Check all items and exports with HMRC as there are some special cases in which different rules apply.
Exporting to an EU country to someone who is VAT-registered
- HMRC refers to exports to the EU as dispatches or removals.
- You zero-rate VAT on goods exported to VAT-registered people within the EU. (If any VAT is due in the destination country, the recipient pays it there.)
- You have to get the paperwork proving the goods have left the UK, known as 'evidence of removal', within three months of the sale (usually).
- You need to keep customer orders, sales invoices, invoices from the companies who actually did the removal (shipping, couriers, etc), lists of what was packed, all correspondence with the customer, relevant bank statements, paperwork proving the document arrived in the destination country. Also keep paperwork if goods are sent by post (form C&E 132) or by courier.
- You have to keep all paperwork for six years.
- You report your exports to HMRC on your VAT return and using an EC Sales List (sent automatically after your VAT is returned).
- If you sell more than £260,000 of goods to EU countries in a year, you must also fill out the Intrastat Supplementary Declaration.
Exporting to an EU country to someone who is not VAT-registered
- This is called distance selling.
- You need to charge VAT at the same rates as you would if you were selling in the UK.
- You follow the same process as if you were selling to someone in the UK, including the VAT on the invoice.
- Put prices on the invoice in sterling and the foreign currency. (You can use the exchange rates in newspapers or on HMRC's site.)
You only need to register for VAT in that country if:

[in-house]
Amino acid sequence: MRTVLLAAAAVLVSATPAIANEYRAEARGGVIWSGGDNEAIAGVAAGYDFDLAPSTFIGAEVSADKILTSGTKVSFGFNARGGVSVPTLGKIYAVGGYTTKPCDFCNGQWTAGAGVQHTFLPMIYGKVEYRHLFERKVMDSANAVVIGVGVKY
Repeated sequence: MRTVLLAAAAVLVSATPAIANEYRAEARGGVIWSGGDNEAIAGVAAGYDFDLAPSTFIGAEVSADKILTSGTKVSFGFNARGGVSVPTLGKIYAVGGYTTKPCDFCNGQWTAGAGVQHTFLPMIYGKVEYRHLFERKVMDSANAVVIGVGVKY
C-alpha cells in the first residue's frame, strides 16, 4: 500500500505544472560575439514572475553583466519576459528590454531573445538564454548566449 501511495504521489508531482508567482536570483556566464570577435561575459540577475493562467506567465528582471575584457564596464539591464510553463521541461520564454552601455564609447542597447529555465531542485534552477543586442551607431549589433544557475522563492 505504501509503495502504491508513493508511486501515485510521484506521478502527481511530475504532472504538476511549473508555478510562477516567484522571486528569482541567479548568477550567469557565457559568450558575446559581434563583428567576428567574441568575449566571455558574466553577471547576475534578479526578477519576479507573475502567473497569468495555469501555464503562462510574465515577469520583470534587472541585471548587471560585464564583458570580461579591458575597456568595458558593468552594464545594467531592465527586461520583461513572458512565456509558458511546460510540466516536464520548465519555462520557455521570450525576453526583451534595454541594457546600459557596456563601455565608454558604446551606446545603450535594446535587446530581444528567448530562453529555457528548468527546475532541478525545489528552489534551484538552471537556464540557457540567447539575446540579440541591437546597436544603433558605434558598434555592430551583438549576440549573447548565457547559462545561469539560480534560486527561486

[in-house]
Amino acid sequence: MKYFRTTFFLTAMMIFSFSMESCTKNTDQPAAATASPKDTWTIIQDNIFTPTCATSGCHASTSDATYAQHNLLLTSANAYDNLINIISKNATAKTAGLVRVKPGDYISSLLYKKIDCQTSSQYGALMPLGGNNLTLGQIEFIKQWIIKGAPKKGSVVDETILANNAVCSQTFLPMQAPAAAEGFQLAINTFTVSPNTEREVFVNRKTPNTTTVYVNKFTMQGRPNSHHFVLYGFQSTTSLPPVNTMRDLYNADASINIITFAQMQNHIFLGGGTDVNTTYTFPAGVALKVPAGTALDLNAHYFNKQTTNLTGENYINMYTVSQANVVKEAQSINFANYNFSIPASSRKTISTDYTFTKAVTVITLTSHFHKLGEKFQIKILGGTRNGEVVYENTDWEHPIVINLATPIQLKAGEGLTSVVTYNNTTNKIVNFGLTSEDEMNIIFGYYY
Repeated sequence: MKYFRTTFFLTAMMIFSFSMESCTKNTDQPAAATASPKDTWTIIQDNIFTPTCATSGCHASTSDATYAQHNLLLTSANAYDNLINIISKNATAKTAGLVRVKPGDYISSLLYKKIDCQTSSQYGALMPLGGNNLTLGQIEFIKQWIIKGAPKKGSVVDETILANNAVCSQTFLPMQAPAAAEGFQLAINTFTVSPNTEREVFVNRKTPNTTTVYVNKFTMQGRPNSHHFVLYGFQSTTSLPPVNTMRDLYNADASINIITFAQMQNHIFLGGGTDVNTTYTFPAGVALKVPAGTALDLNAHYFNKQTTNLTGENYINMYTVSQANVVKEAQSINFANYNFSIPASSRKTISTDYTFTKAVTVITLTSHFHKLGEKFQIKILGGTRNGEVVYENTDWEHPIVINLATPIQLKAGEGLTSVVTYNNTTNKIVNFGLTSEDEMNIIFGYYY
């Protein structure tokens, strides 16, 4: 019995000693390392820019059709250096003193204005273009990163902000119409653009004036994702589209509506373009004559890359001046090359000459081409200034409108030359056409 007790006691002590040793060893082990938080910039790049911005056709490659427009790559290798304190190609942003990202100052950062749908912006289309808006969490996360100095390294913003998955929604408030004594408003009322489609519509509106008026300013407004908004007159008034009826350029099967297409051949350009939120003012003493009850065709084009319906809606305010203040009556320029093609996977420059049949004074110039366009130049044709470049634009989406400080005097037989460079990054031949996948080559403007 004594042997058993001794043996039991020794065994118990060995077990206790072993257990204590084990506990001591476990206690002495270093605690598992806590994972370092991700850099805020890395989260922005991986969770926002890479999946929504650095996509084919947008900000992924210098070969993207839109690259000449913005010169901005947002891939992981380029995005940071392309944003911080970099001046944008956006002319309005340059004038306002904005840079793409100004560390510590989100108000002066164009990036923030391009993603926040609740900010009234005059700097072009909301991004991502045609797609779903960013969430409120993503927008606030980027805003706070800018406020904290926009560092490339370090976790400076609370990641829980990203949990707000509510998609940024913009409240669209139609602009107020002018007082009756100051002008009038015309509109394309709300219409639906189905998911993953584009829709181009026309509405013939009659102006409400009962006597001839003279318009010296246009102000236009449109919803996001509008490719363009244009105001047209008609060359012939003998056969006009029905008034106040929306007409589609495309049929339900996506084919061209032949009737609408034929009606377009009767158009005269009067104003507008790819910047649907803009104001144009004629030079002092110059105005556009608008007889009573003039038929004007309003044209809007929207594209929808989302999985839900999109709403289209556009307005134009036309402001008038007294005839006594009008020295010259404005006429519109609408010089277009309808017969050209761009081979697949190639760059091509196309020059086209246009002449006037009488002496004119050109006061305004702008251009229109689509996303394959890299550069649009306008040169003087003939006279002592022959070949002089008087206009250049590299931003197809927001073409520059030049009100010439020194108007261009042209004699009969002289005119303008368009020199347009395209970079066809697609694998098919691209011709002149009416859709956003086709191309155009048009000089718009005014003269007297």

- You exceed a certain threshold of sales in one country (different for each EU country). Find out the threshold from HMRC.
- You are distance selling goods on which excise duty is due (such as alcohol or tobacco) if you are delivering the goods. (If the customer is collecting goods on which excise duty is due, you don't need to register and you just zero rate them as normal.)
- If goods on which excise duty is due are for personal use.
- If you have charged VAT on a sale, you need to report it to HMRC just on your VAT return.
- If you have sold more than £260,000 of goods to EU countries in a year, you must fill out the Intrastat Supplementary Declaration (find out more in Resources, below)
Exporting to countries outside the EU
- HMRC uses the term 'exports' to mean exporting goods to countries outside the EU.
- As VAT is only a Europe-wide thing, you zero-rate goods going outside the EU.
- But you have to make sure you have documentation to prove the sale happened, the shipment happened - and make sure the goods leave the EU within three months.
- Record these exports on your VAT return.
- Keep copies of invoices and the documentation listed above proving export.